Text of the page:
Why It Makes Good Money Sense to Have Kids Early
The average age of first-time parents is on the rise. According to a recent , the number of first-time moms in their 20’s and early 30’s has declined since 2014 while the number of first-time moms in their late 30’s and 40’s has increased. Births in general, not just first-time, to women in their late 30’s and 40’s is at their highest since the 1960’s.
This trend can be partially attributed to Millennials delaying parenthood until they feel more financially secure (and make a dent in those student loans so many are faced with).
While waiting to have children does allow parents more time to hit career and financial milestones before growing their family and taking on the estimated , there are financial upsides to doing just the opposite.
Yes, having children earlier can benefit you financially. Here is a look at some of the advantages of having kids sooner rather than later.
You Avoid Joining the Sandwich Generation
By having children earlier, you potentially avoid becoming a member of the “,” adults who are caught between caring for or supporting their own children while simultaneously being responsible for their aging parents.
Many faced with this situation put their own financial needs on the back burner to prioritize those of their kids and parents. For some, that means delaying retirement and staying in the workforce longer than initially hoped or planned.
Of course, raising children is a financial juggling act regardless of your age, but by having children at a younger age, you benefit from having fewer balls in the air at the same time and may escape becoming a member of the “Sandwich Generation.”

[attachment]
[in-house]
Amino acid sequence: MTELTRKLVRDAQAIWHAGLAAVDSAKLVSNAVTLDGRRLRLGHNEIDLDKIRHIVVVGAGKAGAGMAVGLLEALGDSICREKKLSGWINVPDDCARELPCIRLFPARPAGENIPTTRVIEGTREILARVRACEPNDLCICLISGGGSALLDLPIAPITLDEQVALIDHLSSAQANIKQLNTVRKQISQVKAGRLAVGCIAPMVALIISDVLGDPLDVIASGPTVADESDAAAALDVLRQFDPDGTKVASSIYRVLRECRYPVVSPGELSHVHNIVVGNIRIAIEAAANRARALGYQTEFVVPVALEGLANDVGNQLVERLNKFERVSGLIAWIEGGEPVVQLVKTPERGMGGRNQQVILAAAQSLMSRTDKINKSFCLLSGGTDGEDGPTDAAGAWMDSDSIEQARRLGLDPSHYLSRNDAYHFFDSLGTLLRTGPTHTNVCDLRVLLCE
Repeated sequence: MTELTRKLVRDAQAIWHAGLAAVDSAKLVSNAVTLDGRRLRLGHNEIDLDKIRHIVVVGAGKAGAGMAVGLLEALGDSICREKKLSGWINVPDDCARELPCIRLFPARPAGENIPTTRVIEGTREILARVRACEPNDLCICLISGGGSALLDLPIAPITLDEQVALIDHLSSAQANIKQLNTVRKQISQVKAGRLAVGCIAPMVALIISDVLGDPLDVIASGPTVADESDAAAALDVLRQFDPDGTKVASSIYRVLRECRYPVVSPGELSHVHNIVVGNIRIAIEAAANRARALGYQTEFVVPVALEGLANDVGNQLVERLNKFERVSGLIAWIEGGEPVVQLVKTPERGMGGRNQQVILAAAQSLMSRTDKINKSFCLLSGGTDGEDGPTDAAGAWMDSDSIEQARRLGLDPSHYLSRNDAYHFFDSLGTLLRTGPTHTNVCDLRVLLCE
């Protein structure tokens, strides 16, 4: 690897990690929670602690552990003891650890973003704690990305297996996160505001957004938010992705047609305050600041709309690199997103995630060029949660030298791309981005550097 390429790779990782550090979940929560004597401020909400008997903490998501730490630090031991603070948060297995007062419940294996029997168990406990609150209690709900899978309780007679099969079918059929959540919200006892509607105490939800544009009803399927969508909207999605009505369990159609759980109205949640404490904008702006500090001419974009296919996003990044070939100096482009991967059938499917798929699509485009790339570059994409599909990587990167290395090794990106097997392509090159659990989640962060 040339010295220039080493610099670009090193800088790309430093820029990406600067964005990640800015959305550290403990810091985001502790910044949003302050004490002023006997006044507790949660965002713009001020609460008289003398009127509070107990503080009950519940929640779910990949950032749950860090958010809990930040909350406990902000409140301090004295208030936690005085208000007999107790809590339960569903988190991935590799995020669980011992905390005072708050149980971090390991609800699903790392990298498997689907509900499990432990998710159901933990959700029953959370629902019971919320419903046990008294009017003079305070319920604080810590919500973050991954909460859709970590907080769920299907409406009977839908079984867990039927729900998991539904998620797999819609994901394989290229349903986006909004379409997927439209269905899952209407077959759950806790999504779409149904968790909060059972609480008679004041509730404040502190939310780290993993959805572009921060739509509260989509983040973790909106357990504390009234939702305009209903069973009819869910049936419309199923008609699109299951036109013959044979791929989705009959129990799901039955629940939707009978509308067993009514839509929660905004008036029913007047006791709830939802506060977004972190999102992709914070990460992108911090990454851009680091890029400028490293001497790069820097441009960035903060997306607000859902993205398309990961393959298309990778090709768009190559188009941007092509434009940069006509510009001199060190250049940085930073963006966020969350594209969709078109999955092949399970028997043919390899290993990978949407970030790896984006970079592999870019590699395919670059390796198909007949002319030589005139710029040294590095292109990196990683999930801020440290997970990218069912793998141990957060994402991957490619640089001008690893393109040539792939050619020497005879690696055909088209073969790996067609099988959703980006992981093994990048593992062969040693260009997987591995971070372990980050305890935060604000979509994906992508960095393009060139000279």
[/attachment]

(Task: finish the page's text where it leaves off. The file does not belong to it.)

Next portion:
Assistance From Grandparents
If you’re on the younger side, your parents and your in-laws likely are too, which means a higher possibility that they are in a position to pitch in — both with practical help as well as with monetary assistance.
In a , it was found that more than half of grandparents with millennial children help out with childcare or running the household, providing their adult children a savings of $300 per week on average. Additionally, many grandparents contribute financially towards college, clothing, extracurricular activities, vacations, and other expenses.
Naturally, this support may be reduced or unavailable altogether to parents who delay having children. Being young enough that your parents are able to offer assistance can provide significant savings.
Greater Flexibility in Your Career
While being more established in one’s career is touted as a benefit of having children later, opinion is actually mixed on whether or not that is advantageous.
In a , 36 percent of respondents said women seeking a role of leadership in their career are better off having children early on, while 40 percent stated that they should wait until their career is more established. (About 22 percent said the best option is not to have children at all.)
A break for maternity leave or sick leave to care for children could be easier to navigate in a growing career rather than in an established one where it may be harder to weather a disruption to responsibilities.
You’ll Become an Empty Nester at an Early Age
Having children earlier will mean you’ll still be relatively young when they leave home — provided they don’t boomerang back to your basement couch.
This allows you more flexibility and freedom to focus on your financial needs in the years leading up to your retirement. You’ll also be in a position to provide the support to your adult children and their families that ideally, you received when your kids were young.
Find the Path That Makes Sense for You
As with most events in life, there is no true perfect time to have children. What is best for you boils down to your individual circumstances, goals, and preferences.
However, since raising kids comes with such a significant price tag, it would be prudent to consider these advantages of having children early and position yourself to best deal with the financial implications of parenthood.